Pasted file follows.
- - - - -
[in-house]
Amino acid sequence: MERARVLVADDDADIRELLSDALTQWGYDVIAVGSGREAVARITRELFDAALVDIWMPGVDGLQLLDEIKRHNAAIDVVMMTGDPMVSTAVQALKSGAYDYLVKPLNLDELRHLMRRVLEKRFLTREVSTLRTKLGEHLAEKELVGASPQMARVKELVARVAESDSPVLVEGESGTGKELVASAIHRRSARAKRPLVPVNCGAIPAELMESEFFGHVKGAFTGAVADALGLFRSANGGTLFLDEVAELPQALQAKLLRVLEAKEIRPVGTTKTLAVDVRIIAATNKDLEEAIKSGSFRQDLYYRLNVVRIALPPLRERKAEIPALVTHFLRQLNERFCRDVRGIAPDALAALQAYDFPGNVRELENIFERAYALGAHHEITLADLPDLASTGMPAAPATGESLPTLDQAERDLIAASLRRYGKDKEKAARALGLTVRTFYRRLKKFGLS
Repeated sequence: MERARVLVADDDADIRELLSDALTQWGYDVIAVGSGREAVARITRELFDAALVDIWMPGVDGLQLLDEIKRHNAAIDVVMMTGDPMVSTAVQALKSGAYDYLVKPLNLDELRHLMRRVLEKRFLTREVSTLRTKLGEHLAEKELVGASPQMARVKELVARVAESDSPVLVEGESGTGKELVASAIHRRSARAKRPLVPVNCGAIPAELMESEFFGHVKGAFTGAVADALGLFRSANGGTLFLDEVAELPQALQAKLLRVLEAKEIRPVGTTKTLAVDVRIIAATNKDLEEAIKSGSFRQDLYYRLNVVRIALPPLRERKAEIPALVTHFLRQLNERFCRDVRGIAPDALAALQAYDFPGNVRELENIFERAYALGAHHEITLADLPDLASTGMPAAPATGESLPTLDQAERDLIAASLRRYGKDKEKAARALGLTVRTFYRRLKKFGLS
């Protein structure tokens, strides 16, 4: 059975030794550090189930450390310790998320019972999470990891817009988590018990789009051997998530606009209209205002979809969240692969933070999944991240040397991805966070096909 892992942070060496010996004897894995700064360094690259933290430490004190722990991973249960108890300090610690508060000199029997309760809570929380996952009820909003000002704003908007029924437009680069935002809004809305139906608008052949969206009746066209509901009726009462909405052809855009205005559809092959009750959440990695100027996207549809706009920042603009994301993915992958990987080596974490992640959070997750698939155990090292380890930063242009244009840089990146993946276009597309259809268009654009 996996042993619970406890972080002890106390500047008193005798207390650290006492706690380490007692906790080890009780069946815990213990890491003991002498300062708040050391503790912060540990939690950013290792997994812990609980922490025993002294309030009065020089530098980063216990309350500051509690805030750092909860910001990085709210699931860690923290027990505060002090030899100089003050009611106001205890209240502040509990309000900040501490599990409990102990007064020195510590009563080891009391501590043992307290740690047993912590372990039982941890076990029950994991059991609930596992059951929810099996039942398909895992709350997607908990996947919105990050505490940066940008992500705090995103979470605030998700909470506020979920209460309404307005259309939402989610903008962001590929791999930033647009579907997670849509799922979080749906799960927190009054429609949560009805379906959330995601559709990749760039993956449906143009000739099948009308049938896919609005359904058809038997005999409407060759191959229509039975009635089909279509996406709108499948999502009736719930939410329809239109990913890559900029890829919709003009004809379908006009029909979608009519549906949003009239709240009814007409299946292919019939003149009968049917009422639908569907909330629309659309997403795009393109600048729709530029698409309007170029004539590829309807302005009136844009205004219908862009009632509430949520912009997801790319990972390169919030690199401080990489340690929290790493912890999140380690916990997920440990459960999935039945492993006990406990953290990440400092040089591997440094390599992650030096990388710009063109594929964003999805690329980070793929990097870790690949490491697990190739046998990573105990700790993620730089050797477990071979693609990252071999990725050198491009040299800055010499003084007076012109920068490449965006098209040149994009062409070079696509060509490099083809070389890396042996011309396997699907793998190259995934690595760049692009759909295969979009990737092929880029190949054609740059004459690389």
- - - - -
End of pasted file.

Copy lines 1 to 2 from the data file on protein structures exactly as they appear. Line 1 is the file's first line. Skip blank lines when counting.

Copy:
[in-house]
Amino acid sequence: MERARVLVADDDADIRELLSDALTQWGYDVIAVGSGREAVARITRELFDAALVDIWMPGVDGLQLLDEIKRHNAAIDVVMMTGDPMVSTAVQALKSGAYDYLVKPLNLDELRHLMRRVLEKRFLTREVSTLRTKLGEHLAEKELVGASPQMARVKELVARVAESDSPVLVEGESGTGKELVASAIHRRSARAKRPLVPVNCGAIPAELMESEFFGHVKGAFTGAVADALGLFRSANGGTLFLDEVAELPQALQAKLLRVLEAKEIRPVGTTKTLAVDVRIIAATNKDLEEAIKSGSFRQDLYYRLNVVRIALPPLRERKAEIPALVTHFLRQLNERFCRDVRGIAPDALAALQAYDFPGNVRELENIFERAYALGAHHEITLADLPDLASTGMPAAPATGESLPTLDQAERDLIAASLRRYGKDKEKAARALGLTVRTFYRRLKKFGLS